Gavin Grimm just wants to use the men's bathroom. That's it — this simple act of regular, everyday decency, to be allowed to use the bathroom of your identified gender. And Grimm is willing to fight for his right to use the men's room, unimpeded, all the way to the Supreme Court. Because even though he is only 17 years old, he already understands what's really at stake here: freedom from gender persecution, freedom of choice, freedom of expression... take your pick. His fight is one to watch, and you're going to want to know when Gavin Grimm's case goes to the Supreme Court, because it's more important now than ever before.
President Barack Obama sent a letter to schools across the nation last year, mandating protections for transgender students and allowing them to use the bathroom that matched their gender identity before he left office. He found that Title IX, a law that was passed in 1972 which banned discrimination based on sex in schools that received federal money, also banned discrimination based on gender identity. At the time of his memorandum, Obama's move was hailed by the transgender community as a victory.
However, that celebration was short-lived. Last week, a few months after a judge ruled against Obama's mandates, President Donald Trump rescinded the protections in an official capacity, leaving students like Grimm in a quandary; Grimm has been fighting for the right to use the men's restroom rather than being forced to use a separate "single-user" at his school since 2014, and Obama's protections threw important weight behind his case. Without them, his case is now in limbo.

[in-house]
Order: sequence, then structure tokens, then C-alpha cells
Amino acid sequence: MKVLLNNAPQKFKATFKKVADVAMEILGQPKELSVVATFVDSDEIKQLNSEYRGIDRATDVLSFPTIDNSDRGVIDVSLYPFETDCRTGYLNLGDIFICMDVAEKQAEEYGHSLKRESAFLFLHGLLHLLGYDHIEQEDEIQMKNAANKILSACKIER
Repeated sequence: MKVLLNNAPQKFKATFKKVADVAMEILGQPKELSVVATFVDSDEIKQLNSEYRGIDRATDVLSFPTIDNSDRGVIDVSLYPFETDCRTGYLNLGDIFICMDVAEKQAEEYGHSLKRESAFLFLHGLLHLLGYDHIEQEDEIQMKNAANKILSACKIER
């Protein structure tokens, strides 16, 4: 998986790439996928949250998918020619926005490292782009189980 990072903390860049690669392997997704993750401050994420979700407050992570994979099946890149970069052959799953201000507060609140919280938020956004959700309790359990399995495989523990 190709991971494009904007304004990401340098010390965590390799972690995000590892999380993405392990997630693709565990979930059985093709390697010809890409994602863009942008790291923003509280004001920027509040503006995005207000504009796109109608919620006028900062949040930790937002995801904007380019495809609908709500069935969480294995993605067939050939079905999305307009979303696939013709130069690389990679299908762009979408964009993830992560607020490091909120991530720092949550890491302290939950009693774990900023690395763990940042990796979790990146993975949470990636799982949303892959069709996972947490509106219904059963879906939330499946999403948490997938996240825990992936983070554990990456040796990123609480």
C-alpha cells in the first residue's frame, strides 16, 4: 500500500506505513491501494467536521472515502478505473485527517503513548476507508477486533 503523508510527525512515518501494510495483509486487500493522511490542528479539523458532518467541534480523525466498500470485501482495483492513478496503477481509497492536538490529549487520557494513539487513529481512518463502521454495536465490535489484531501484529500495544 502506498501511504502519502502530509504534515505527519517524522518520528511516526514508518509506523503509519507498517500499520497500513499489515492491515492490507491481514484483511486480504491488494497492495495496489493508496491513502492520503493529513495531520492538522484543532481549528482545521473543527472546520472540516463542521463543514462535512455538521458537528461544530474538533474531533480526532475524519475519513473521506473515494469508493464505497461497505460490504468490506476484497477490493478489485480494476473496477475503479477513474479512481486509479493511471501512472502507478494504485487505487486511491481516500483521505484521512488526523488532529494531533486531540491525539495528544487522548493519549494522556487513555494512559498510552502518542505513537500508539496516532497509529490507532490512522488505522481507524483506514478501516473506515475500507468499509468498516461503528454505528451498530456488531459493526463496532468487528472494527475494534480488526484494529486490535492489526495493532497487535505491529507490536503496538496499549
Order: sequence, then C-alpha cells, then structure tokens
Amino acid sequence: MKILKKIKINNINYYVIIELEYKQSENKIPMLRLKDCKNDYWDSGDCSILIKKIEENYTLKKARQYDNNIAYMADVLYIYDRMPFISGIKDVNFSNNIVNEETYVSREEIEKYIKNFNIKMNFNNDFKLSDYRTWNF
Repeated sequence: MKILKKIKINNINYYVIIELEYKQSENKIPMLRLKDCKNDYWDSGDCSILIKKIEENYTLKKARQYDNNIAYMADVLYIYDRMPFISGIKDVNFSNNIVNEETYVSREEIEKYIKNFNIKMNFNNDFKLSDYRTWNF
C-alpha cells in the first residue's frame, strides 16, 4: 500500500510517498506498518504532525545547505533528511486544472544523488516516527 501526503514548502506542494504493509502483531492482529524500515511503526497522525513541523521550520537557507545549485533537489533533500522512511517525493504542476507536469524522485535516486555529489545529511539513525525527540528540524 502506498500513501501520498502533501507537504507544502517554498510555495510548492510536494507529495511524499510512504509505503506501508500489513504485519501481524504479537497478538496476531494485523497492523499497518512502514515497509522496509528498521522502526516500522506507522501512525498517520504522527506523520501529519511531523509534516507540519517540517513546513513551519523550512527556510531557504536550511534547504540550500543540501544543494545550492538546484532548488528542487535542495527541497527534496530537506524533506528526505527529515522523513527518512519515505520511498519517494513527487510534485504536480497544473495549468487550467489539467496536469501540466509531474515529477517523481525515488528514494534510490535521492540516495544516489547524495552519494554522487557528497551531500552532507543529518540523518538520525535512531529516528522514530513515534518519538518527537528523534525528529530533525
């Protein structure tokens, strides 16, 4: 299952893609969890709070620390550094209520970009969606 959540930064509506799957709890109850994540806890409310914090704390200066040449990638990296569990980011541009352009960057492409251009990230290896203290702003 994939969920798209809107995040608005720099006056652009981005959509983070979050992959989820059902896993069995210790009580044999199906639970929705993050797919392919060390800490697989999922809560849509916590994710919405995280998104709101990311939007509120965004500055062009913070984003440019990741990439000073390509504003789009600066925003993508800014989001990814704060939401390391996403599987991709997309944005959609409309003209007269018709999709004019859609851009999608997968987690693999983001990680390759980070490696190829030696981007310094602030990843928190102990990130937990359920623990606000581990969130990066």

While the federal government has not been mentioned in Grimm's case (he's taking the Gloucester County school board to court), ACLU attorney Joshua Block told reporters the recent action inhibiting protections for transgender students' washroom rights has muddied the waters:
If anything, the confusion caused by this recent action by the Department of Justice and the Department of Education only underscore the need for the Supreme Court to bring some clarity here.
Oral arguments for Grimm's case are set to be presented in front of the Supreme Court on March 28.
Grimm's case has been ongoing for more than two years, but it has caught national attention in recent weeks. Actress Laverne Cox gave Grimm a shout-out at the Grammy awards for standing strong through the last two years. "Everyone please Google Gavin Grimm," Cox said, while presenting an award at the event. "He's going to the Supreme Court in March. #StandWithGavin."
Despite everything, and all the recent attention, Grimm is taking it in stride and keeping focused. In an interview with The Huffington Post, Grimm talked about what it's like to be a transgender teen under the new Trump administration, saying,
As a transgender student and thinking about transgender students everywhere, hearing that your presidential administration has gone out of its way just to further discriminate against you ... it’s very upsetting and disappointing news.
... Transgender students pose no threat to the safety or privacy of non-transgender students. We all just want to be able to do well and succeed in school while still being able to be ourselves.
Despite his long and weary battle, Grimm's frustration with the Trump administration, and discrimination in general, Grimm remains unfailingly optimistic about the future and believes all transgender people should band together to "make sure positivity and love and progress is still predominant in the community." "I hope that this is only a small bump in the road that is otherwise trending forward," he said.
Gavin Grimm is only 17 years old. He still collects Pokemon cards. He has a pet pig named Esmeralda. And whether he realizes it or not, he is a hero for our time. Keep an eye on his case — this kid is going places.